Q: Sara explains: “Once you grasp the flawed nature of everything— you can move forward without disappointment.” Is this a philosophy you subscribe to? That “there is a thing called tragedy, and it shadows us all”?
A: Tragedy is one of the larger prices we pay for being alive. No one ever sidesteps tragedy. It is always there, shadowing us. We don’t like admitting this, but it is a key component of human existence: the fact that life has the potential for things both wondrous and horrific.
Q: The destructive power of the House Un-American Activities Committee comes into play during the post-WWII segments in this novel. The HUAC destroys lives, displaces people, and scatters artists across the globe. What was your inspiration for writing about one of the more shameful abuses of power this country has seen?
A: McCarthyism is a dirty stain on the American body politic—and one which we sidestep at our peril, as within its vindictive machinations are all the darker aspects of our collective psyche: our willingness to point fingers, to be in thrall to the messianic ravings of an evil opportunist, to swallow all the usual tired patriotic bromides, to distrust intellectualism, to embrace conspiracy theories. Arthur Miller got it right in The Crucible when he saw the origins of these witch-hunt tendencies dating back to our theocratic, puritanical roots—and that there has always been an ongoing struggle between progressive thought and righteous doctrine throughout our history.
Q: Your novels reflect a very distinct and insightful look into American life. How has your experience living outside of the country informed your writing about the experience of living within the country?
A: Intriguingly American history was my area of specialty at college— and I briefly toyed with the idea of getting a doctorate in history. But the need to be out in the larger world sent me in a different direction. Given that, all my novels are deeply American—even if my Americanness has been shaded by a childhood in Manhattan (which the rest of the country doesn’t totally consider American!), and by thirty years in such disparate places as Dublin, London, Paris, and Berlin. But all my years abroad (and now I live part of the year in Maine) have intriguingly deepened my sense of what it is to be an American— and has given me an intriguing perspective of being the insider/ outsider.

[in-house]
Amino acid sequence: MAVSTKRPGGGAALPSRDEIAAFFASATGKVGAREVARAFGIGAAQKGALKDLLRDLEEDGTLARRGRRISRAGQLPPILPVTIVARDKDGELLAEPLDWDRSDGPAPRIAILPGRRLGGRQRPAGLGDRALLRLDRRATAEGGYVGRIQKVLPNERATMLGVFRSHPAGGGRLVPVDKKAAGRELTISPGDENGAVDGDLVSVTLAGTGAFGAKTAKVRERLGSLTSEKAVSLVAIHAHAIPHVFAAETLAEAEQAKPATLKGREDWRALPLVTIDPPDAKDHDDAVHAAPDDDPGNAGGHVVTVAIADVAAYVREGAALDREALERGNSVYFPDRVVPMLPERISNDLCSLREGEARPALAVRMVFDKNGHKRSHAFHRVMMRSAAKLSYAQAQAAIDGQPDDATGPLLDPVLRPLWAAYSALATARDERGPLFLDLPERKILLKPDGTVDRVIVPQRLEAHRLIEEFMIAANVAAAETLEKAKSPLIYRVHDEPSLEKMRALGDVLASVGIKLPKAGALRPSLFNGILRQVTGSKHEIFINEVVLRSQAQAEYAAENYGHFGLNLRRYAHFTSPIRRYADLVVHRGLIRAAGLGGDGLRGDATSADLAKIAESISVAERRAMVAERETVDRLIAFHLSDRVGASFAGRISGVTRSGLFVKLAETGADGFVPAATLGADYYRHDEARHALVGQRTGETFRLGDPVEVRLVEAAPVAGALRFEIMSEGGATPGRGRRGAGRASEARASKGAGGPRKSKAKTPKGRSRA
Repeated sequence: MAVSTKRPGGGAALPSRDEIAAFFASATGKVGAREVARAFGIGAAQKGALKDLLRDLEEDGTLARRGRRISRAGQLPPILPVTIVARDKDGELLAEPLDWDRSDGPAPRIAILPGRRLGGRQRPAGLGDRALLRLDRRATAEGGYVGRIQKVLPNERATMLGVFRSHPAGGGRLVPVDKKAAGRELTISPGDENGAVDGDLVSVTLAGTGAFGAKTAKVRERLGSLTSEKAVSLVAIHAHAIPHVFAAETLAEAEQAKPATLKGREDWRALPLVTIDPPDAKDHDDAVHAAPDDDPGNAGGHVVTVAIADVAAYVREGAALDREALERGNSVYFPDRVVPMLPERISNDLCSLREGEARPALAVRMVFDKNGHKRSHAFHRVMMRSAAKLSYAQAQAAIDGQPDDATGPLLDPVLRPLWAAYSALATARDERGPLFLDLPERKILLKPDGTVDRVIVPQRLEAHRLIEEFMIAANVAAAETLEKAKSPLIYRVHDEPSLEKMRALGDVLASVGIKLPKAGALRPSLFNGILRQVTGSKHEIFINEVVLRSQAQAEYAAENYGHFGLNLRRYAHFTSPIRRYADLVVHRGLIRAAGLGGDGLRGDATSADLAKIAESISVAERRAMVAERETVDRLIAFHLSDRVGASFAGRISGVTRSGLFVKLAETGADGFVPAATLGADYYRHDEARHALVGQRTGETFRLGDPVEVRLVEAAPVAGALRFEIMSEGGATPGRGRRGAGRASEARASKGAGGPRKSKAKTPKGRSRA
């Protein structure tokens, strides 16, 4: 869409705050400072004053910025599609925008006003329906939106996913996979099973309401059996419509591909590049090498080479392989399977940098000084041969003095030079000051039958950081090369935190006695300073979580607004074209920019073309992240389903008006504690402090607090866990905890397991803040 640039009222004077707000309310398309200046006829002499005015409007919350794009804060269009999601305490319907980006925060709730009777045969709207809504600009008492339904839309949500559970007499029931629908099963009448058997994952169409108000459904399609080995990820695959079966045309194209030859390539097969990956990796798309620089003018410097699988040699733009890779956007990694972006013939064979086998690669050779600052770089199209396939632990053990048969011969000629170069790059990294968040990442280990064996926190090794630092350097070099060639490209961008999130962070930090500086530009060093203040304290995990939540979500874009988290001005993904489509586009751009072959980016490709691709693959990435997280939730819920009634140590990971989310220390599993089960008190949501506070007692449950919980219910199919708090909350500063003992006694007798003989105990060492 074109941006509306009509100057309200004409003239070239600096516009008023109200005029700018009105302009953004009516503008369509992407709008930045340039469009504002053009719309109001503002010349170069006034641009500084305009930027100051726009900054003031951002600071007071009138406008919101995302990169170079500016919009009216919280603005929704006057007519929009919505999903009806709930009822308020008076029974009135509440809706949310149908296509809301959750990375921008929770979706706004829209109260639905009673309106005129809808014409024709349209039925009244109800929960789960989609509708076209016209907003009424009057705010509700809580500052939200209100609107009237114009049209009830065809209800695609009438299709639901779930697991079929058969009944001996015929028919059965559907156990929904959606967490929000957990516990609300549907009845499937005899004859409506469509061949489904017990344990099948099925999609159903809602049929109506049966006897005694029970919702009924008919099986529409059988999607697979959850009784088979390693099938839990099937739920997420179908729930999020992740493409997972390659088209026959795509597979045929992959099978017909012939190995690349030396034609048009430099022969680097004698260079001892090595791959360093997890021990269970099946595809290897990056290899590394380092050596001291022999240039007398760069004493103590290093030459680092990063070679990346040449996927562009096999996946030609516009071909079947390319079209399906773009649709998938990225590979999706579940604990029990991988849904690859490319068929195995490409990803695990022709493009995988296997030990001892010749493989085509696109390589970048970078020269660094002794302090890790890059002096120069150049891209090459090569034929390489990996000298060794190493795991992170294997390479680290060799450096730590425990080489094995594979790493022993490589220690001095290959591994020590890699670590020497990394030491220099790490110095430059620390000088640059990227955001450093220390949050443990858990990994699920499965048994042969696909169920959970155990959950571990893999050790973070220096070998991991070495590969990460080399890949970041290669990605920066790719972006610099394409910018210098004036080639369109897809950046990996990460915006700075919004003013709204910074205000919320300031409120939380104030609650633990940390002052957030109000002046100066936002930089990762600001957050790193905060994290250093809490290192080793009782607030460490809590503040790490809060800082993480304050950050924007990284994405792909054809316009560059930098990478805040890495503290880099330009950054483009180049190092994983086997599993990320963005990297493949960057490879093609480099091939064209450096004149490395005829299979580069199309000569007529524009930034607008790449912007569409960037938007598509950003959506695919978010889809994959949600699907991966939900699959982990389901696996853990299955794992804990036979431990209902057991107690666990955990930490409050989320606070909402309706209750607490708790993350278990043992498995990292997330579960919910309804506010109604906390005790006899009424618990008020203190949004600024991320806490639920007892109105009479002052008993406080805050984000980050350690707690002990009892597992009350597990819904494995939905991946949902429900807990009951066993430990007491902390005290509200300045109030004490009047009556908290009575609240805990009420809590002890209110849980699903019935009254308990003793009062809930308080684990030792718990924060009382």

Q: Legacy is an important theme in The Pursuit of Happiness. The legacy of one’s parents’ failures, the legacy of a heart broken by betrayal, the legacy of the death of a loved one. Kate Malone, at the end of the novel, has an almost prophetic vision of her son growing up. Kate wants to explain it all to her son, but knows she can’t, but will try. “Trying is the way we get through the day.” How close is Kate’s philosophy to your own? What legacy, as a father, do you want to leave to your children?
A: Besides curiosity—which I think an essential component of an interesting life—I would hope to pass on the idea that (as I tell my two children frequently) life is so much about persevering. You can get easily overwhelmed or defeated by life’s shortcomings or the way others let us down . . . and, more tellingly, the way we lets ourselves down. If there is an abiding theme in The Pursuit of Happiness it is the idea that you come into the world already shaped by other people’s past histories. How you then grapple with everything life throws in your path—and how your own sense of ethics dictates so much about your dealings with life’s larger questions—determines so much. “Character is destiny” is a statement (from the German poet Novalis) that so underlines my world view—both as a writer and simply a sentient person, trying to make the best of his time here.
By Abigail Tarttelin, Tamara N. Houston, Patricia Scanlan, Thomas Keneally, Sahar Delijani, Christina Schwarz, Kate Morton, Douglas Kennedy, Taylor Jenkins Reid, Lucinda Riley, Karen Brown, Saira Shah, and Katja Millay
Douglas Kennedy is the author of eleven previous novels, including the international bestsellers The Moment and Five Days. His work has been translated into twenty-two languages, and in 2007 he received the French decoration of Chevalier de l’Ordre des Arts et des Lettres. He divides his time among London, New York, and Montreal, and has two children. Find out more at DouglasKennedyNovelist.com.